Genetics and autoantibody heterogeneity of autoimmune diabetes: implications for precision medicine

Proponente Raffaella Buzzetti - Professore Ordinario
Sottosettore ERC del proponente del progetto
Componenti gruppo di ricerca

The identification of new pathways to prevent ß-cell failure is crucial to finding a cure for autoimmune diabetes (AD). The study of subjects naturally protected from ß-cell deficiency despite the presence of islet autoimmunity may reveal new protective mechanisms in AD. Subjects with Latent Autoimmune Diabetes of the Adults (LADA) are characterized by an adult onset and by a slow progression of ß-cell destruction, compared to type 1 diabetes (T1D).The study of AD heterogeneity in terms of genetic and humoral differences between T1D and LADA may therefore highlight new potential therapeutic pathways.
In this research project we will study the heterogeneity of genetic polymorphisms of risk (in human leukocyte antigen -HLA, Cytotoxic T-Lymphocyte Antigen 4 -CTLA4, Protein tyrosine phosphatase non-receptor type 22 -PTPN22, insulin genes) and protection (calcyphosine-like-Interleukin-7 receptor, Interlunkin-10 and Solute Carrier Family 30 Zinc Transporter Member 6 genes) for autoimmune disorders and the differences between T1D and LADA. Moreover, we will evaluate the differential role of autoantibodies to Interferon alfa (AbIFNa) in T1D and LADA patients and the involvement of oxidative post-translational modifications (oxPTM) of three main ß-cell antigens (insulin, GAD, IA-2). Differences in microvascular complication will be evaluated. To these aims we will collect data from validated dataset and biobank of more than 800 patients with AD already available to this investigator. Further adult and pediatric patients with T1D and LADA will be enrolled.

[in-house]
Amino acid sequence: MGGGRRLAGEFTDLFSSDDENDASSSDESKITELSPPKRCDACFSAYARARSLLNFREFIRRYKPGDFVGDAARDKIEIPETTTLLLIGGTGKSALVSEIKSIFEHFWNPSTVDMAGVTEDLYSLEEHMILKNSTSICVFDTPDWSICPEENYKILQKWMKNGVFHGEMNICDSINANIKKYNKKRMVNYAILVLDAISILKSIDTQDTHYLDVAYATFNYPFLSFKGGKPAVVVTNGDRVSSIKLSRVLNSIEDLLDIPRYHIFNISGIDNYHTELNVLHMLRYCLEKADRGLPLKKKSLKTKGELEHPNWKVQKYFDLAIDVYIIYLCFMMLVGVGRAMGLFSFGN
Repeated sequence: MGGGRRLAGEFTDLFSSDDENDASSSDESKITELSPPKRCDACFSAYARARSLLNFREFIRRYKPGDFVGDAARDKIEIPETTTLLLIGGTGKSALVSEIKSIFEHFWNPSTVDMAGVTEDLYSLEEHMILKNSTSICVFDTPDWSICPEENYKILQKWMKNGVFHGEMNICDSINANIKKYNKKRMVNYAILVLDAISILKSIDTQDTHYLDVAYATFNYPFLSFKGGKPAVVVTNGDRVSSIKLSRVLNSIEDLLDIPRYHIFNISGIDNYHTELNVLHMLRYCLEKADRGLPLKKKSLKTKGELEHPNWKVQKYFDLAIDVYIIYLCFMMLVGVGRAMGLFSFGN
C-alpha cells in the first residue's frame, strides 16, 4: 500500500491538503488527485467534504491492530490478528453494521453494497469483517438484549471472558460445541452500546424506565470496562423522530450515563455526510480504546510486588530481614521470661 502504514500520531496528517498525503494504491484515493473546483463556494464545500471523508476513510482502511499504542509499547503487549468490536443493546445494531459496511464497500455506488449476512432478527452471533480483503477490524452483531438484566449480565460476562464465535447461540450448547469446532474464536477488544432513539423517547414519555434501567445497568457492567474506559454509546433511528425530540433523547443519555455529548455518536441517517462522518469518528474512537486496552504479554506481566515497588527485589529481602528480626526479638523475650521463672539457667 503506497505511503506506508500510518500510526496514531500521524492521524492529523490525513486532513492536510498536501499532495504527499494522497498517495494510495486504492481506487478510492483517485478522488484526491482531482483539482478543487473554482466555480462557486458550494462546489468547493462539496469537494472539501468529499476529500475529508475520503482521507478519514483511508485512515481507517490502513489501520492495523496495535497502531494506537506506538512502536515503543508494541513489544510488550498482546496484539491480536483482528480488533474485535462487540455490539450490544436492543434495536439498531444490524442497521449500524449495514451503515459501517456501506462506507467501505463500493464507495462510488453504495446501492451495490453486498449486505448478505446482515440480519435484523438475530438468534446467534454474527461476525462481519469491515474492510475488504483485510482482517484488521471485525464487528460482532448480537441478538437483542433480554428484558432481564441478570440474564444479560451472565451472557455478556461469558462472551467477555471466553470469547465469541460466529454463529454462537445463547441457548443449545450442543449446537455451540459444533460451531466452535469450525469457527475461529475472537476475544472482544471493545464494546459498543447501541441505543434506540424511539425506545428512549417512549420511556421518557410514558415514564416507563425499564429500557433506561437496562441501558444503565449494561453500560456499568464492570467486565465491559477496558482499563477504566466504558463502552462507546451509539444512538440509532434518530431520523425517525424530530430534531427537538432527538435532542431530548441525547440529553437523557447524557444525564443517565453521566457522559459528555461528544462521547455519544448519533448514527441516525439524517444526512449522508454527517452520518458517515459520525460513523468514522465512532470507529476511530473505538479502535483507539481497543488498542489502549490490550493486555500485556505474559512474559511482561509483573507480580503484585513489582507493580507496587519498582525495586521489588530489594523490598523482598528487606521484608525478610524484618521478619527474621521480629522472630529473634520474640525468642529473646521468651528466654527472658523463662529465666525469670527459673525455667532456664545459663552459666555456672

We expect to show that polymorphisms associated with protection from autoimmune disorders and AbIFNa are differentially associated with less aggressive forms of AD. New pathophysiological pathways leading to AD will be explored investigating the role of oxPTM in patients with LADA.
This project will provide new insights into the mechanisms of ß-cell failure and/or protection, revealing potential targets for AD treatment.

LS4_3, LS4_5

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